Camelot to sue in battle to regain the Lottery

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The Independent Online

Camelot is to take legal action today as it fights a rear-guard action to retain the right to run the National Lottery.

Camelot is to take legal action today as it fights a rear-guard action to retain the right to run the National Lottery.

It will go to the High Court in London to seek a judicial review of the Lottery Commission's decision to continue talking with Sir Richard Branson's People's Lottery after telling Camelot: "It couldn't be you."

The company yesterday asked the Commission re-consider its decision to exclude it from negotiations for the new licence, which comes into effect in a year's time. It declined to do so.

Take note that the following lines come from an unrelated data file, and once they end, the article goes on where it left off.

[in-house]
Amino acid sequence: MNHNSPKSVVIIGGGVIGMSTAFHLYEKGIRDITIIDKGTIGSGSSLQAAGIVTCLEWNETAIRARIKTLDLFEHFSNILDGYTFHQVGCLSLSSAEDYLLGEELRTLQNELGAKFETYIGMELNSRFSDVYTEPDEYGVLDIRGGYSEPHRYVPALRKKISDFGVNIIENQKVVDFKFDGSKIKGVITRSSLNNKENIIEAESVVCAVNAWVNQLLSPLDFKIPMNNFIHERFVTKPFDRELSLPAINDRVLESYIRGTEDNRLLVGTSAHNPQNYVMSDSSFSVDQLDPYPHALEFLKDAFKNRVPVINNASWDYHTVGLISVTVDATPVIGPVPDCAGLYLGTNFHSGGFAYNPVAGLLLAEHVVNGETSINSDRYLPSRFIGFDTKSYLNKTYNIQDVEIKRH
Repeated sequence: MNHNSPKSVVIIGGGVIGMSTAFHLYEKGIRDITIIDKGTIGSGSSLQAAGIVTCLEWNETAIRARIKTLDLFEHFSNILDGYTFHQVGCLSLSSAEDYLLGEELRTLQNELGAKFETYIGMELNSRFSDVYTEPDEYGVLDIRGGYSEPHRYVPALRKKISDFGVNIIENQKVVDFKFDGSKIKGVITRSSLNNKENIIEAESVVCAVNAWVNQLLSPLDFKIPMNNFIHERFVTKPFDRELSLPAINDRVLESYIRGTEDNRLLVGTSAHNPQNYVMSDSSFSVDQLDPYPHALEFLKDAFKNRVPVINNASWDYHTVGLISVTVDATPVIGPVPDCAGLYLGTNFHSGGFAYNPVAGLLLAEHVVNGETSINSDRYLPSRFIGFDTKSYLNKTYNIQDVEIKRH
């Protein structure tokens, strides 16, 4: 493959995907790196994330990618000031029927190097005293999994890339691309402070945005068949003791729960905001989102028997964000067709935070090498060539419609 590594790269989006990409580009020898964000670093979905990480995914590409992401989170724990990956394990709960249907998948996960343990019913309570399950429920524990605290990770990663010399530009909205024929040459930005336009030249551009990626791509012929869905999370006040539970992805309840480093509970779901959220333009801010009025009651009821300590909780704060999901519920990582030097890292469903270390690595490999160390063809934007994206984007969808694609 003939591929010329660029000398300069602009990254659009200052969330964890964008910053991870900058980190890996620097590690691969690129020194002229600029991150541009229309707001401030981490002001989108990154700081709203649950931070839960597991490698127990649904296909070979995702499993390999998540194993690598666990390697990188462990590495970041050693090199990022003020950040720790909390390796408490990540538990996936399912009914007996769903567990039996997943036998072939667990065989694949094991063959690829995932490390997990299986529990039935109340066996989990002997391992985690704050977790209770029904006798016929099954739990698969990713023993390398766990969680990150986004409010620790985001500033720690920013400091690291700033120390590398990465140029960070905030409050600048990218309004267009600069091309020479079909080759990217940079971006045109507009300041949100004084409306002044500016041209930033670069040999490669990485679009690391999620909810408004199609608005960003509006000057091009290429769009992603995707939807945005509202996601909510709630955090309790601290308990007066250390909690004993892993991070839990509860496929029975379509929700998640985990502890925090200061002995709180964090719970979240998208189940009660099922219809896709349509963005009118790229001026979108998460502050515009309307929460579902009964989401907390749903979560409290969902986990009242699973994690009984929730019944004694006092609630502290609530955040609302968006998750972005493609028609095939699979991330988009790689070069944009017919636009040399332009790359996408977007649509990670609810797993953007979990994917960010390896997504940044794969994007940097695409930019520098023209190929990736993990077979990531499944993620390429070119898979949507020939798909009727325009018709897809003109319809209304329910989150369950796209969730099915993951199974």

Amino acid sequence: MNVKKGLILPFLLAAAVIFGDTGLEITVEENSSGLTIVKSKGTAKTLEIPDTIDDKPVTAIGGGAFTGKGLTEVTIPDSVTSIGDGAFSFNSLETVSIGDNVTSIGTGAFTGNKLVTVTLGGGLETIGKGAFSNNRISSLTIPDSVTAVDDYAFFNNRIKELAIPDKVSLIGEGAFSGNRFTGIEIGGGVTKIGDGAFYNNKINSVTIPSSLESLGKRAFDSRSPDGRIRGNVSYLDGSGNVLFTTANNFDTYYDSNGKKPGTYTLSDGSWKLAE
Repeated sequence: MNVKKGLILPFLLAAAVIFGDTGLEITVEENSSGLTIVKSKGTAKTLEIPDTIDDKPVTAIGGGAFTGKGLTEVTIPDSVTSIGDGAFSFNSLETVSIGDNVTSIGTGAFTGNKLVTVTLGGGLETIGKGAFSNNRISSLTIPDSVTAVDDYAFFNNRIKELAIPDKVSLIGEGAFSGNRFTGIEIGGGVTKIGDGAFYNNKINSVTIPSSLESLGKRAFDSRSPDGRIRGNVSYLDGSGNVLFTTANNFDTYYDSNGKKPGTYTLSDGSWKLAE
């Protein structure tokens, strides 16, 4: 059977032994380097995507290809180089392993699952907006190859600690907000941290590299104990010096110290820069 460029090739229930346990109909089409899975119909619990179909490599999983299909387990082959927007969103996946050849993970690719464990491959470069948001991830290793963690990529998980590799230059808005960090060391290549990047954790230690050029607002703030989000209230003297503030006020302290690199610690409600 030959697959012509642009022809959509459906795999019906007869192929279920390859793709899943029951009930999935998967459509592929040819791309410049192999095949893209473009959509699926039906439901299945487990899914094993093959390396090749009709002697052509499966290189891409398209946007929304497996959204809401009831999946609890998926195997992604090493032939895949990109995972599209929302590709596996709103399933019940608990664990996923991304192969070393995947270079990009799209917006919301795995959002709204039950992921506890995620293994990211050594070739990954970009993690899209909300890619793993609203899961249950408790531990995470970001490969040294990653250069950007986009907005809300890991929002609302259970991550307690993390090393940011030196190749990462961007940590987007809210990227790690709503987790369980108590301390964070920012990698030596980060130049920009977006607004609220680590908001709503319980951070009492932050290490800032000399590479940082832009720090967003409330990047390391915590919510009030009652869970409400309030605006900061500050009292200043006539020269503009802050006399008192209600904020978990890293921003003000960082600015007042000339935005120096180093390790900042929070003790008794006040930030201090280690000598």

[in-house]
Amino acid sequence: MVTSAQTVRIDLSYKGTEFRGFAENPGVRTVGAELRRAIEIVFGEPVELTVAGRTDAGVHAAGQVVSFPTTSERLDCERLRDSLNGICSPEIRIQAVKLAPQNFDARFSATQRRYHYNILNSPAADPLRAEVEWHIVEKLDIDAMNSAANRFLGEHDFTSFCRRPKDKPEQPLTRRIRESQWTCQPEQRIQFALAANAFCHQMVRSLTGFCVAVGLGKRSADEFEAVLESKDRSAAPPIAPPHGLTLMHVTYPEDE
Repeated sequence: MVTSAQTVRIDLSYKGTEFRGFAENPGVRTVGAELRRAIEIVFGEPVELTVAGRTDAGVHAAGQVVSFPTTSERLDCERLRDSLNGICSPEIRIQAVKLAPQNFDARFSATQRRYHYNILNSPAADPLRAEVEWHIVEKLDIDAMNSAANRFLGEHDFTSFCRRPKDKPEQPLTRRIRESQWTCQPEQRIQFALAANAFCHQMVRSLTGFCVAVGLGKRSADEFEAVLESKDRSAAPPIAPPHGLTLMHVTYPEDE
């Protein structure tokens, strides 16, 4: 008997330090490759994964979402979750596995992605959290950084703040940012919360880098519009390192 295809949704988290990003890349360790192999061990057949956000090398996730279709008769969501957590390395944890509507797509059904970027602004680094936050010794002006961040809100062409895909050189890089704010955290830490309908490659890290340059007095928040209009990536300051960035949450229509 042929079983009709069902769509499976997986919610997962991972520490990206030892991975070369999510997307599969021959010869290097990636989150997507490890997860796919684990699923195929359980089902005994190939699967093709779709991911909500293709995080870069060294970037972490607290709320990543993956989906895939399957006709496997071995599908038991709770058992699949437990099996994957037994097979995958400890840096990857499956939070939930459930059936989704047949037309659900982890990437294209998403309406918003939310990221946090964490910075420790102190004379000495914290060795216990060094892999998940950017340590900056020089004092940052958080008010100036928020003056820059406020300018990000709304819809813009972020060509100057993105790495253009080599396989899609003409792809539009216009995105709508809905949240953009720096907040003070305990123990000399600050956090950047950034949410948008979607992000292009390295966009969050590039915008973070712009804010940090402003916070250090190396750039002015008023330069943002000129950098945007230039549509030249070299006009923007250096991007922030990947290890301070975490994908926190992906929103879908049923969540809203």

Dianne Thompson, chief executive designate of Camelot, said this decision had driven them to the courts. She said the company's 800 staff - many of whom are being courted by Sir Richard - thought the decision "totally unfair".

She said Camelot had established and run the world's most successful lottery, but were being denied a fair opportunity to meet the concerns of the commission.

If Camelot is successful, a date is expected to be fixed for a judicial review of the Commission's decision.

The legal move was announced as Sir Richard Branson was set to hold his first meeting with the lottery regulator after pledging his own money to secure the licence to run the game.

The Virgin tycoon has been given a month to come up with a guaranteed £50 million emergency fund to back-up his bid to hold the licence for the next seven years.

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